Hand hygiene observations were conducted in HCFs and community institutions. In HCFs, observers followed a single provider for three to five patient encounters and noted whether hand hygiene was performed (and the technology used, if performed) before and after patient contact as described for those moments in WHO hand hygiene observation guidance . To minimize bias, observers were introduced as observing quality of patient-provider care interactions (similar to structured observations using a mystery shopper method ) or as observing general hygiene practices (Guatemala). In community institutions, hand hygiene observations were conducted at locations where hand hygiene materials were present and expected to be used: location entrances and exits and outside latrines . Similar to HCFs, practicing/not practicing hand hygiene and the technology used were noted, along with the approximate age of the participant (child, adolescent, adult) to target future messaging. In HCFs, a goal of 3–5 patient contacts for each of 90 providers in HCFs per site (generally 3–5 providers at each HCF in a site). If the goal number of patient contacts could not be attained after 30 minutes following a given provider, the observer was instructed to move on to the next provider at that HCF. In community institutions, observers stood in an inconspicuous location, as far away from a given hand hygiene station as possible while still being able to observe it, and randomly observed someone entering/exiting the facility or a random latrine known to be in use and visually followed the individual until either they had performed hand hygiene or passed by the hand hygiene station, whichever came first. For these observations, approximately half of available locations (e.g. individual markets, POE) were selected for hand hygiene observations with a goal of observing a total of 20 hand hygiene events per location. Hand hygiene observations were in locations not serving IDPs or refugee populations.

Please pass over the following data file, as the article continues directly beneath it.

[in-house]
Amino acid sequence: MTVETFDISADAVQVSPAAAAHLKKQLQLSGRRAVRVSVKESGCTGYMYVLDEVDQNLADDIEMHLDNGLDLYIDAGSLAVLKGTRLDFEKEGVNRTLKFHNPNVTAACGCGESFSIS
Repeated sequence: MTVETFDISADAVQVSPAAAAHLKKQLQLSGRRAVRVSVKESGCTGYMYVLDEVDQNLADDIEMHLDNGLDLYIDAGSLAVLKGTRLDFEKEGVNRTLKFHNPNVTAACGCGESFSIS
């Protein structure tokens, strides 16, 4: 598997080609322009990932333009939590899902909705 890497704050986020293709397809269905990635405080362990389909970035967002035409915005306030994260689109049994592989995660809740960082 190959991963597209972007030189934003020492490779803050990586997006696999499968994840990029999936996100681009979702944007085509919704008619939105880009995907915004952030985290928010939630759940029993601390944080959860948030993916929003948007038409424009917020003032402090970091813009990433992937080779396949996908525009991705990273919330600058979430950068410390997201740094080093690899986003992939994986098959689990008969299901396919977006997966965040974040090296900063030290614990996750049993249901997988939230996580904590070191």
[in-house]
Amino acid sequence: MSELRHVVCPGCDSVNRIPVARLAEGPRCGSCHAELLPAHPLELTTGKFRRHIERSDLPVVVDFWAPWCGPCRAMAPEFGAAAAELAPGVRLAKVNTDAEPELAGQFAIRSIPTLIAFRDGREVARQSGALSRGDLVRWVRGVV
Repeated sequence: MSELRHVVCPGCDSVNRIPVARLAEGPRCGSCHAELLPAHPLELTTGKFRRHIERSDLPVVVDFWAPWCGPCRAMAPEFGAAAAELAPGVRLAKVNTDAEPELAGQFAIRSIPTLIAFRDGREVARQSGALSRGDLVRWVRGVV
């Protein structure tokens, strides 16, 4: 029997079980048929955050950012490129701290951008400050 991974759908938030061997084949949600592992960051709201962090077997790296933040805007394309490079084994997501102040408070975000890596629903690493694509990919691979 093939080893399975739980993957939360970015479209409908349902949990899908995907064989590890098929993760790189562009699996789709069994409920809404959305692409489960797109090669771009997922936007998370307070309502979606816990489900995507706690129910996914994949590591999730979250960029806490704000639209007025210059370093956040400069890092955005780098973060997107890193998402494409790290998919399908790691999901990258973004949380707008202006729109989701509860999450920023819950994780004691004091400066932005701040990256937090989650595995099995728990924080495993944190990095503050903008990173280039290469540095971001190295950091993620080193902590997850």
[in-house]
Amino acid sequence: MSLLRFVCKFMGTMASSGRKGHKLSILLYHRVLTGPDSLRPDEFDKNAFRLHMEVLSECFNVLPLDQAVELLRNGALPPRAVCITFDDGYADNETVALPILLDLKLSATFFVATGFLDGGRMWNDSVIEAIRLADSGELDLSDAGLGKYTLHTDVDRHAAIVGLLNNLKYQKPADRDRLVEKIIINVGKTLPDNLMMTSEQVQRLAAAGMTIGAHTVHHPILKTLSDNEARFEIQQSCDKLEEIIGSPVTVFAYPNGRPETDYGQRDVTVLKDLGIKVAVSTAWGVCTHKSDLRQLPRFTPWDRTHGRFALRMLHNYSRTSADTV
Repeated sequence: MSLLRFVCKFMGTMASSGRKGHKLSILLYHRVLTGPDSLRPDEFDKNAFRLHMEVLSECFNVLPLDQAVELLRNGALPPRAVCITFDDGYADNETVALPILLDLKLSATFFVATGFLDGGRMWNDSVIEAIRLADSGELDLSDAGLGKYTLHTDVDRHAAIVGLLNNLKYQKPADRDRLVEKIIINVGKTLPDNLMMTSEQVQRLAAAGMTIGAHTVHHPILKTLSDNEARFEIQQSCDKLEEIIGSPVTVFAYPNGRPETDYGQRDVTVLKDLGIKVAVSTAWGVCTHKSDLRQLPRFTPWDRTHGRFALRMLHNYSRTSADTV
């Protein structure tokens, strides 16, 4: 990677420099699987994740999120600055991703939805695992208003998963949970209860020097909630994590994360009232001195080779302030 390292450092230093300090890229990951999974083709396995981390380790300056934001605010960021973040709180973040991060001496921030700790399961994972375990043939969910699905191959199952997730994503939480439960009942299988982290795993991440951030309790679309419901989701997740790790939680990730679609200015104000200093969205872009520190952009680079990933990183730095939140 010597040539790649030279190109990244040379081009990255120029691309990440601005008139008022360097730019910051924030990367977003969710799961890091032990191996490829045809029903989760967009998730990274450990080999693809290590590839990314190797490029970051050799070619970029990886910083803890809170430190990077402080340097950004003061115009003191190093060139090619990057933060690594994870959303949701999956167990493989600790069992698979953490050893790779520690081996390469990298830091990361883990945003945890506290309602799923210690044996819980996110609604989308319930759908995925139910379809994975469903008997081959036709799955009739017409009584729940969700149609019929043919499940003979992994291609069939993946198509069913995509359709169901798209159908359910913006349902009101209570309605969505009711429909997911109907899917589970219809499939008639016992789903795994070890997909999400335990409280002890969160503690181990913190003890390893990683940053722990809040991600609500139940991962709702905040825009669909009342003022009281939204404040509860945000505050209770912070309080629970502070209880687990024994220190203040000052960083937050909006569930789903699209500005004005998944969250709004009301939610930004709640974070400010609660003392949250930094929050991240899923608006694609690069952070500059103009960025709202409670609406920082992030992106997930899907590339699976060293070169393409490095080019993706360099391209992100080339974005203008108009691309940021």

Qualitative: Focus Group Discussions (FGDs), Key Informant Interviews (KIIs)